Thursday, June 21, 2007

Mother’s loved ones

Mother’s loved ones

The Lepchas are an endangered indigenous peoples whose identity is under threat from the dominant religions and peoples

Deepak Roy Delhi
The Lepcha are the aboriginal inhabitants of Sikkim wedged between the kingdoms of Nepal and Bhutan but they have become a minority in their own tribal homelands. These people were described in old British sources as forest dwelling "fairy worshippers", and remain a fascination for anthropologists.

The term Lepcha is a mispronunciation of Lap-chea name given to them by Nepali migrants. The Lepchas, however refer to themselves as Rongpas, ravine-dwellers in their own tongue and also as Mutanchi Rongkup, or " Mother's loved ones". The Lepchas are said to be original inhabitants of Sikkim. They existed much before the Bhutias and Nepalis who migrated to the state. Before adopting Buddhism or Christianity they are known as the believers in the bone faith or mune faith. This faith was basically based on spirits, good and bad.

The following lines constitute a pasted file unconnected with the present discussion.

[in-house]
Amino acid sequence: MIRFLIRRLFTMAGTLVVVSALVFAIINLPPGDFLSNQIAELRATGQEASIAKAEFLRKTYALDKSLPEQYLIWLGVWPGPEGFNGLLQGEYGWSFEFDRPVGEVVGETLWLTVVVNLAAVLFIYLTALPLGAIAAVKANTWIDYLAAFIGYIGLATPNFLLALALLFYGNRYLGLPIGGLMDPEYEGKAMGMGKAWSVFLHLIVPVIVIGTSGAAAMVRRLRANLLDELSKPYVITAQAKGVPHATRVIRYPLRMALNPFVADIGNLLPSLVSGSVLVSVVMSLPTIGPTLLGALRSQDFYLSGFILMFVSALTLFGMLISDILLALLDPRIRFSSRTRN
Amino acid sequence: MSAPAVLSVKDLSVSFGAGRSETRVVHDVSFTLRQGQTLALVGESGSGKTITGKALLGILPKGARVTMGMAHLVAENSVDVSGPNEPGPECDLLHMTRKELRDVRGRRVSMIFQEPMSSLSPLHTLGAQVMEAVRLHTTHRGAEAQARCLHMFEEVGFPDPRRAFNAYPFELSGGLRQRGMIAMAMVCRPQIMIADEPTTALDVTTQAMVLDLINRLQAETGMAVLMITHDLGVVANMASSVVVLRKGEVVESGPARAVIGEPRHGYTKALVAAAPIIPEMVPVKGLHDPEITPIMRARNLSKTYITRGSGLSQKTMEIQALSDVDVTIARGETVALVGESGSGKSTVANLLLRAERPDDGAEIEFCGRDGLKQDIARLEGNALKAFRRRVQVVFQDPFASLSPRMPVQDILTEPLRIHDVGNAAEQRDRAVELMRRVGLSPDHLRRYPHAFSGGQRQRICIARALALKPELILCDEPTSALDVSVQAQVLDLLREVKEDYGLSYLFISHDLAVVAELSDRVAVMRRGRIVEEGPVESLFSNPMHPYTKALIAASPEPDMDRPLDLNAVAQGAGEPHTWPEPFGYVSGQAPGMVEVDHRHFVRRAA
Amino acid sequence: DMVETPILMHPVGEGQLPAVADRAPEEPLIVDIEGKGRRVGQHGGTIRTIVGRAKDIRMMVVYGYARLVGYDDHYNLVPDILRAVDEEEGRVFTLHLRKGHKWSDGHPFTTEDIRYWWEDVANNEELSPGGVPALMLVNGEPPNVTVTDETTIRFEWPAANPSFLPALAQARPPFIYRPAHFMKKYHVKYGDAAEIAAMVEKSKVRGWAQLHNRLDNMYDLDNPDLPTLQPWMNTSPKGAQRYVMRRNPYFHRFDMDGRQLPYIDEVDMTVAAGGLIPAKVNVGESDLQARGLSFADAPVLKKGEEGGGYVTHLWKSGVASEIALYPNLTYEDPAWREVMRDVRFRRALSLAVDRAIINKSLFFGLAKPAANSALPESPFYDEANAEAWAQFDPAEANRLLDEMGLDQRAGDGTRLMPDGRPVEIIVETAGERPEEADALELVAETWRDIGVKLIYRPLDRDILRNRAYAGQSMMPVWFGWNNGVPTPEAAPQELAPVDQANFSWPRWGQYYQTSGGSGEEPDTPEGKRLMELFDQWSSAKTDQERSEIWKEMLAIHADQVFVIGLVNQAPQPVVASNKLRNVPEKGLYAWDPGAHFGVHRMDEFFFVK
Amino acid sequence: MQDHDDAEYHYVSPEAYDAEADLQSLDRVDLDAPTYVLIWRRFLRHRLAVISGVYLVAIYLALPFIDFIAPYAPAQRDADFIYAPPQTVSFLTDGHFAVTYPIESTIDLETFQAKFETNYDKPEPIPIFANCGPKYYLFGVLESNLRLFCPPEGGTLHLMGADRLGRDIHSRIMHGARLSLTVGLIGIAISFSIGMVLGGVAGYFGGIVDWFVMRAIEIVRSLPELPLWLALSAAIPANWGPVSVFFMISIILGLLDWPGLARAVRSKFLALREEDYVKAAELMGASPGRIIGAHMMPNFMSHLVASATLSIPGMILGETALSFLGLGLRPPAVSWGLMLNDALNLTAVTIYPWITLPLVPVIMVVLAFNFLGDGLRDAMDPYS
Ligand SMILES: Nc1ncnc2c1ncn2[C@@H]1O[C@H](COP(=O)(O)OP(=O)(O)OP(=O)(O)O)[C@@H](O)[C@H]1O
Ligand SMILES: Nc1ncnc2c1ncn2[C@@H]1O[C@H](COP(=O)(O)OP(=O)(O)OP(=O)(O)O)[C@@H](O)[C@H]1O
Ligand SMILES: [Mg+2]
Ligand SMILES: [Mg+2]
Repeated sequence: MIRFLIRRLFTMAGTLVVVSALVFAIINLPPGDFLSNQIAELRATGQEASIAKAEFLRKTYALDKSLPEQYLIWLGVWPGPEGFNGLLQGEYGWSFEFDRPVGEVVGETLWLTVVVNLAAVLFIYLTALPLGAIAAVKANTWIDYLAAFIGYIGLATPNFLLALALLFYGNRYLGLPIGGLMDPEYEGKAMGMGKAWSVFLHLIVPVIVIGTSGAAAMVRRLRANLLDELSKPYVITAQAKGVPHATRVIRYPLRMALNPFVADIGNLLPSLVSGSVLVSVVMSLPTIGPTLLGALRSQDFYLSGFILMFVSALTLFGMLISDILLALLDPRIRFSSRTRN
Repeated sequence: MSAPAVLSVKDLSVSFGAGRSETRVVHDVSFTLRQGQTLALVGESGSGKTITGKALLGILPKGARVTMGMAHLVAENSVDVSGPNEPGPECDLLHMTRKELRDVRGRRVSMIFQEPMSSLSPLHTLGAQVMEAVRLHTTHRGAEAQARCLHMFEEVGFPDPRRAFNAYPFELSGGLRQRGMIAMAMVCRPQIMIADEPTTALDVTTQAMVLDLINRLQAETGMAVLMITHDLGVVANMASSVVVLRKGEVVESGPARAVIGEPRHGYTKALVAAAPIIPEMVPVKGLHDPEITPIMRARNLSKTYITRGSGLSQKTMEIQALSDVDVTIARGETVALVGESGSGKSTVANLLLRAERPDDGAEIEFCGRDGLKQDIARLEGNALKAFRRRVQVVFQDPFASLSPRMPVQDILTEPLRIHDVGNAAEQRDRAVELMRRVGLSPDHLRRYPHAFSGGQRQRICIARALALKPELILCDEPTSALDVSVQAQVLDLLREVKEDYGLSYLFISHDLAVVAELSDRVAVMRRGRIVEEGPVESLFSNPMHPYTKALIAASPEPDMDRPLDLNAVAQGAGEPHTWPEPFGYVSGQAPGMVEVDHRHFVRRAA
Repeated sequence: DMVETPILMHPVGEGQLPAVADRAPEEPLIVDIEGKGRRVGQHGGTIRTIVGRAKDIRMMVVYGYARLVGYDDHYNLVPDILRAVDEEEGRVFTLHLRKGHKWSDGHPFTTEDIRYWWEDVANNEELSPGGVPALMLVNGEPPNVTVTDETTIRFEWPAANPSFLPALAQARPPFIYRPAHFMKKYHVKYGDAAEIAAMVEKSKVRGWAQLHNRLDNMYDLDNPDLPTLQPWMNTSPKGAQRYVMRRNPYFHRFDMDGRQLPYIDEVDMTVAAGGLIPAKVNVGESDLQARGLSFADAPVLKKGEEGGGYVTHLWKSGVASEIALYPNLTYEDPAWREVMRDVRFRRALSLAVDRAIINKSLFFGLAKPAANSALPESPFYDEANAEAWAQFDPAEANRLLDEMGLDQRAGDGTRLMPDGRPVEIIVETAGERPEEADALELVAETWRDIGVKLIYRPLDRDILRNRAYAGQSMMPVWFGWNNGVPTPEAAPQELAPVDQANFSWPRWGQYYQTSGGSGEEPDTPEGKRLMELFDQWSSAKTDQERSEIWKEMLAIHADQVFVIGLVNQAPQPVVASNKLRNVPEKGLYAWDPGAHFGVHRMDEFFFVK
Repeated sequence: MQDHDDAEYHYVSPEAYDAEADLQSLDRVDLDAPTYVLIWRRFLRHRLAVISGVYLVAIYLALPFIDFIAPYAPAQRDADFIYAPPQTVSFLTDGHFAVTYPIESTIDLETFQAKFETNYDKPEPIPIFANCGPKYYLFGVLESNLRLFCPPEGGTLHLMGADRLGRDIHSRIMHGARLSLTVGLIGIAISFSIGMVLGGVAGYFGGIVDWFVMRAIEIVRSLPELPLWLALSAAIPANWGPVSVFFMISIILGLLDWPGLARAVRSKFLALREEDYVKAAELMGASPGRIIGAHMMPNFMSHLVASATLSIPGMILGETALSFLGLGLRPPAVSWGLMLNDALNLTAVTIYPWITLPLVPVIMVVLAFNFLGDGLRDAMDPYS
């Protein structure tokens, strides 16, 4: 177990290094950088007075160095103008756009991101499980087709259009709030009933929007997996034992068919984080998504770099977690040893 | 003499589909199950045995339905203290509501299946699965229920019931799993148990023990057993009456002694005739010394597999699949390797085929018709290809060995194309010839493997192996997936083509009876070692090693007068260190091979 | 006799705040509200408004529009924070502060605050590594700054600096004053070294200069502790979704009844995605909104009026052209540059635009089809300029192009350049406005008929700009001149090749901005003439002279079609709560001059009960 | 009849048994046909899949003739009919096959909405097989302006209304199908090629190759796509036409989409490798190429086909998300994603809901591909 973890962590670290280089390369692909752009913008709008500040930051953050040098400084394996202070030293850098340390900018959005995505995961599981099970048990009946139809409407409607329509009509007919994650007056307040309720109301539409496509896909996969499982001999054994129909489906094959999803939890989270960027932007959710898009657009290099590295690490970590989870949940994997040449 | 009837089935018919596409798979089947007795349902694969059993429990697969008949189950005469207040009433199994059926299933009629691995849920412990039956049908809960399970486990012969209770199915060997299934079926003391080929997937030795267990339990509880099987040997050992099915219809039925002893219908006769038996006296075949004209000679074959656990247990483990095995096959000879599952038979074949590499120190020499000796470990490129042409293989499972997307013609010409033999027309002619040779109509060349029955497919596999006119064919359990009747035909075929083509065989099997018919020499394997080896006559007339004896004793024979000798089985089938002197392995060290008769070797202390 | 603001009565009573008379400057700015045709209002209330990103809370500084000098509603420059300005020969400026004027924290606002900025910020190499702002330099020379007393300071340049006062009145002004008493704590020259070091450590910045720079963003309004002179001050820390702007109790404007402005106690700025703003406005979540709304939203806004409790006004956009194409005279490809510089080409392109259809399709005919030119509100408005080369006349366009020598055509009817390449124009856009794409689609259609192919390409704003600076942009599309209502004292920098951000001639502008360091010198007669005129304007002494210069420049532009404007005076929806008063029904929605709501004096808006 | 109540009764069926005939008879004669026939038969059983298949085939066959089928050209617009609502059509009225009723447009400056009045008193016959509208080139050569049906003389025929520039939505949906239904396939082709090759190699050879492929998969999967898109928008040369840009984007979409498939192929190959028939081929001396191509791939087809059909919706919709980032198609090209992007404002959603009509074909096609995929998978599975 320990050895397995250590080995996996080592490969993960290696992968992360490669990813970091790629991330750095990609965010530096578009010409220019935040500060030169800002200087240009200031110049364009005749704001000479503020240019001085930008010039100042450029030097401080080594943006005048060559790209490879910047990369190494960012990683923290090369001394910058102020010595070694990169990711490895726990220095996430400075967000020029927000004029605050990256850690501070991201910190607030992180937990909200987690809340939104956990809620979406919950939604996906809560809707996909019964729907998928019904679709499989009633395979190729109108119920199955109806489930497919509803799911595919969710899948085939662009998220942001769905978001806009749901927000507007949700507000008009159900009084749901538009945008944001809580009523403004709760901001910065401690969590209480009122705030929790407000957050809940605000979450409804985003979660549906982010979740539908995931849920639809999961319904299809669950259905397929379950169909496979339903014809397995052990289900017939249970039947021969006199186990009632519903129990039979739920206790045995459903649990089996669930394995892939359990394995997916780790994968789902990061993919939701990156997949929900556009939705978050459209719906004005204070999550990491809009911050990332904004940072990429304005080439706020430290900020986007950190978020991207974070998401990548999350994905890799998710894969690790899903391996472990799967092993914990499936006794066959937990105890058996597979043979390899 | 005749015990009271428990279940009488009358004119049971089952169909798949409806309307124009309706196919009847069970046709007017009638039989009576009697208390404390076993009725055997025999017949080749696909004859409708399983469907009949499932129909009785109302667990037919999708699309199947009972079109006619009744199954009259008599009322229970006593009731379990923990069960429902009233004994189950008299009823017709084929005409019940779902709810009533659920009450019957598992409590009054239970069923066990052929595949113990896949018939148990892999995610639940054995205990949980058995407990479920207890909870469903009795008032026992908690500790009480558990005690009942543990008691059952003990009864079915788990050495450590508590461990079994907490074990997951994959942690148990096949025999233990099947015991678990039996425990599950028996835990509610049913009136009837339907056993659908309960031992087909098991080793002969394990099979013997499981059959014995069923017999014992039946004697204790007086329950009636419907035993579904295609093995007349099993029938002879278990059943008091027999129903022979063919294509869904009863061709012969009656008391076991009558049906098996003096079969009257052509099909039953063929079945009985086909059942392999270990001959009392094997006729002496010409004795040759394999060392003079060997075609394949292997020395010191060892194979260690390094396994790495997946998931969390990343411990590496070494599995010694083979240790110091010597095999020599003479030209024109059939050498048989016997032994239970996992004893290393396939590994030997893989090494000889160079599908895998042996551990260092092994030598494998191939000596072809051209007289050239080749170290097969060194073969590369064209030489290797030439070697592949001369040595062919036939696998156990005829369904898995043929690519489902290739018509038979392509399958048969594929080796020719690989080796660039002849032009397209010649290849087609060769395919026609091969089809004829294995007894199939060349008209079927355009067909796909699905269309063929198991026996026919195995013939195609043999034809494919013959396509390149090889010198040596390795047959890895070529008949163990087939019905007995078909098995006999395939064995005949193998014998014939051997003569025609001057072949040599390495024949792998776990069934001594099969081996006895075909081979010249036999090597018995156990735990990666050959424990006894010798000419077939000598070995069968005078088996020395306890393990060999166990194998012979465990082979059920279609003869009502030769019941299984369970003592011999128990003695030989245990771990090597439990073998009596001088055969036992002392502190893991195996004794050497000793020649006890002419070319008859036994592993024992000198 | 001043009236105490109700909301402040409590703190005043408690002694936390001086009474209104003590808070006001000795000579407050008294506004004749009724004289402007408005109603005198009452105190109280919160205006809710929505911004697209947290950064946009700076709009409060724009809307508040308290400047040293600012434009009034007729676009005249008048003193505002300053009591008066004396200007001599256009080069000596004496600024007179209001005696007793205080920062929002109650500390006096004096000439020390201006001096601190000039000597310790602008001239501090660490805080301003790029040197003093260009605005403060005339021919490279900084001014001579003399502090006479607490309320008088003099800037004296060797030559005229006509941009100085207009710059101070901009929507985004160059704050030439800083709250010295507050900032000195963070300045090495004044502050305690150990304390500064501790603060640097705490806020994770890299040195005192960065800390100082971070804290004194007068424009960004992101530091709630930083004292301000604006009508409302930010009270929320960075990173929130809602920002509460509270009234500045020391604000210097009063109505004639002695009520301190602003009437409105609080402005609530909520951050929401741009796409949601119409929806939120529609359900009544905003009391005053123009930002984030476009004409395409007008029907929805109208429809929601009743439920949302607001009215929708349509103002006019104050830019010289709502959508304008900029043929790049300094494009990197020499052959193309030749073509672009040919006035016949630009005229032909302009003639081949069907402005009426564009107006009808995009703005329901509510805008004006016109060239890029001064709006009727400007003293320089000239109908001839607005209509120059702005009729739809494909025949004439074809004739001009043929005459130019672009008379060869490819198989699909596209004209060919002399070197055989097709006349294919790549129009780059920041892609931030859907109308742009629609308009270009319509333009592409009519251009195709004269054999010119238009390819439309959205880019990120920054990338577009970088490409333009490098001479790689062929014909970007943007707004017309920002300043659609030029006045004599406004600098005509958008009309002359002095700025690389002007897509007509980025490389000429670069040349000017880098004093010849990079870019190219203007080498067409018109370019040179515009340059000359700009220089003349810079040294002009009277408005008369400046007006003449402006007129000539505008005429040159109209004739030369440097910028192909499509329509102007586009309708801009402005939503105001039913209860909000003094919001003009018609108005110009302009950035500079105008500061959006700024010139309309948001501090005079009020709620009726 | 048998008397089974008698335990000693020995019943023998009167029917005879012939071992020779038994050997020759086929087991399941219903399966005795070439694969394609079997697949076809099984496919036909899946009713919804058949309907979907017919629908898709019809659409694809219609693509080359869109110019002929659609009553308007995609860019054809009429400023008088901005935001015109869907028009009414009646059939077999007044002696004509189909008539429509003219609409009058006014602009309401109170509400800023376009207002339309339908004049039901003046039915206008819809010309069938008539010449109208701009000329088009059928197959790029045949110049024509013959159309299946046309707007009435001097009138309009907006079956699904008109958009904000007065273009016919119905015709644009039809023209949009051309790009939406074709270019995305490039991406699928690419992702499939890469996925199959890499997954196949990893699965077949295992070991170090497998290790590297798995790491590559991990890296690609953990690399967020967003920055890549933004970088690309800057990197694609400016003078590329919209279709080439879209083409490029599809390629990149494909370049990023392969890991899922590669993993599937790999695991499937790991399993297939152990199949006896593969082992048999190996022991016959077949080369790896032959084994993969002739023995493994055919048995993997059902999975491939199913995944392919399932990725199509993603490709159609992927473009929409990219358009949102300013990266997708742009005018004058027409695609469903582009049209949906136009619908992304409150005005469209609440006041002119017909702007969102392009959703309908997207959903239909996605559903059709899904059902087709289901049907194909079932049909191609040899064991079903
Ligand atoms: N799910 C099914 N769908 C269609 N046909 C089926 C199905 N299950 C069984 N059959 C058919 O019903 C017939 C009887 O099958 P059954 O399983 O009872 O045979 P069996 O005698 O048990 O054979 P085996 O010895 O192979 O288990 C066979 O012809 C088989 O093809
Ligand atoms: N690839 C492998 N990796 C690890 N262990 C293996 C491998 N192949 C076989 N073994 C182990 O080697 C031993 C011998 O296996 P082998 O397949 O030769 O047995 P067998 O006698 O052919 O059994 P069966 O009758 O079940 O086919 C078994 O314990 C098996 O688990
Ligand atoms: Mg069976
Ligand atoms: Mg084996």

Li or a traditional house of the Lepchas is built on a raised platform with a height of four-five feet on multiple wooden pillars. These pillars are just kept on stones over the ground without masonry work. The upper part is dovetailed with wooden bars. In the past, the builders of Lepcha houses devised this engineering feat to make their shelters earthquake-resistant. It is said that the last indigenous hut of the Lepchas was built two hundreds ago. The Lepchas are like magicians when work with bamboo and cane. This craftsmanship is at the verge of extinction

The cane bridges hanging over quick-flowing streams also testify to the superb craftsmanship of the Lepchas. Swaying precariously over roaring white waters, cane bridges, are often the only means of moving from one place to another. To erect such a bridge over the fast flowing waters needs engineering knowledge of high order.